Acute graft-versus-host disease (GVHD) and chronic GVHD remain the major barriers to successful hematopoietic cell transplantation. The induction of GVHD may be divided into three phases- (I) recipient conditioning, (II) donor T cell activation, and (III) effector cells mediating GVHD. Cytokines have been shown to be extremely important in the initiation and propagation of GVHD. Of note, IL-2 and TNF-α lead to cellular activation as well as local tissue damage. There has been a major development in the last few years of monoclonal antibodies that target cytokines. Drugs that target the IL-2 receptor (daclizumab and basiliximab) are now commonly used to prevent renal transplant rejection. Furthermore, drugs that target TNF-α (infliximab and etanercept) are used in rheumatoid arthritis and Crohn's disease but are also being tested for a number of other autoimmune diseases. These agents are very selective immunosuppressants that have different mechanisms of action than the calcineurin inhibitors and therefore are potentially promising for treatment or prevention of GVHD. The authors present up-to-date data regarding the use and development of anti-cytokine therapy for GVHD. The most effective approach to GVHD prevention will likely be a combination regimen where the three phases of the GVHD cascade are disrupted. Once GVHD has occurred, all three phases of the cascade are activated. Developments of combination therapy for treatment of both acute and chronic GVHD will likely yield better results than monotherapy. The numerous new treatment modalities presented should improve the outlook for acute and chronic GVHD.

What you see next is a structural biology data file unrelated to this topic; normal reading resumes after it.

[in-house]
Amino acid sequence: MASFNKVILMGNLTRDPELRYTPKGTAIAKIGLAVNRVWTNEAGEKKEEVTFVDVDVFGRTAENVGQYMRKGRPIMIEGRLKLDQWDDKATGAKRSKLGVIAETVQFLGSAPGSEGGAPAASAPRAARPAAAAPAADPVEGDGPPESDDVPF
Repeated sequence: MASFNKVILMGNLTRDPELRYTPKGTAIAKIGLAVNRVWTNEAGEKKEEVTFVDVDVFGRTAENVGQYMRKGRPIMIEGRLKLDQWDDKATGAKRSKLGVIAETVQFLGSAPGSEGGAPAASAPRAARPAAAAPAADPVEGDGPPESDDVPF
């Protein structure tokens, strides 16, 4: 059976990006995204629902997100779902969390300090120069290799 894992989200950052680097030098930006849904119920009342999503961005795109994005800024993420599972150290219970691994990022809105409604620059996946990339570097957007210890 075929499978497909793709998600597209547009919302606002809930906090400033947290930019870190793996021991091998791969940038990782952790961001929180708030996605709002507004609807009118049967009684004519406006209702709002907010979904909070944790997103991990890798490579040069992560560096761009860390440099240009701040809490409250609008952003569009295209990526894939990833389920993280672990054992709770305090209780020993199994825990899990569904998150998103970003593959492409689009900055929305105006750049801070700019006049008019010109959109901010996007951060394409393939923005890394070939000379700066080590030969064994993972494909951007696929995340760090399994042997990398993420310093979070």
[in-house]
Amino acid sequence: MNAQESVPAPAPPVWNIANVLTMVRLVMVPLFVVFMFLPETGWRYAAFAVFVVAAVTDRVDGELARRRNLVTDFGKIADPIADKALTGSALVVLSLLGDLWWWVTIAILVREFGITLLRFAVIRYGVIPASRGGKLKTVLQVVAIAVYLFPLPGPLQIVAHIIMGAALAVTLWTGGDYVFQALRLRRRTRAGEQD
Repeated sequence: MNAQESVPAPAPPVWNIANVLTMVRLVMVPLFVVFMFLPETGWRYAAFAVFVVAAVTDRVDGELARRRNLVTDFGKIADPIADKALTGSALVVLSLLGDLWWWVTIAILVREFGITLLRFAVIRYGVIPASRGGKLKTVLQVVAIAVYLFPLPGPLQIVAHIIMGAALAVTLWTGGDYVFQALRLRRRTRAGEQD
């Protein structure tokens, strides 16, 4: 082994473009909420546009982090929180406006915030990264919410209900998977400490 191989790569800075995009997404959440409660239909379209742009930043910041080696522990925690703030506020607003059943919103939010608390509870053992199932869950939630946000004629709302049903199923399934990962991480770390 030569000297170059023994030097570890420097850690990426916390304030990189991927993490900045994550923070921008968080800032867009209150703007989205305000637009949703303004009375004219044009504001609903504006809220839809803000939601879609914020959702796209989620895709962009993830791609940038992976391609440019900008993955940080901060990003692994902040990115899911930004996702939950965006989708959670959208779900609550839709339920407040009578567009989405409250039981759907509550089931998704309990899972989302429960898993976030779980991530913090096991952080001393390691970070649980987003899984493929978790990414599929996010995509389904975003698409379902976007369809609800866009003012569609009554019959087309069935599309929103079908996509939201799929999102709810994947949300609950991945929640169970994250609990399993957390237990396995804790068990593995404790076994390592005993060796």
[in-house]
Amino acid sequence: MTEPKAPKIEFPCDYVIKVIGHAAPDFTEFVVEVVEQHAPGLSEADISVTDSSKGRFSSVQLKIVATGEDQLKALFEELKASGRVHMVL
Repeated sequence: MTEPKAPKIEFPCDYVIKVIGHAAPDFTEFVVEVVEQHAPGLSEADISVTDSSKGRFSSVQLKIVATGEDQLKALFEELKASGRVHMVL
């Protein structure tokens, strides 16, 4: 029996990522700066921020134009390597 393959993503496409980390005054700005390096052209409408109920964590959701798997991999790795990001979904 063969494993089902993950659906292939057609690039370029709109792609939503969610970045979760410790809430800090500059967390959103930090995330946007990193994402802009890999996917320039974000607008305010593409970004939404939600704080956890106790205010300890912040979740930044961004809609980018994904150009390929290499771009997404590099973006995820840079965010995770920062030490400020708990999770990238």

- Stem cell transplantation
ASJC Scopus subject areas
- Molecular Medicine
- Pharmacology, Toxicology and Pharmaceutics(all)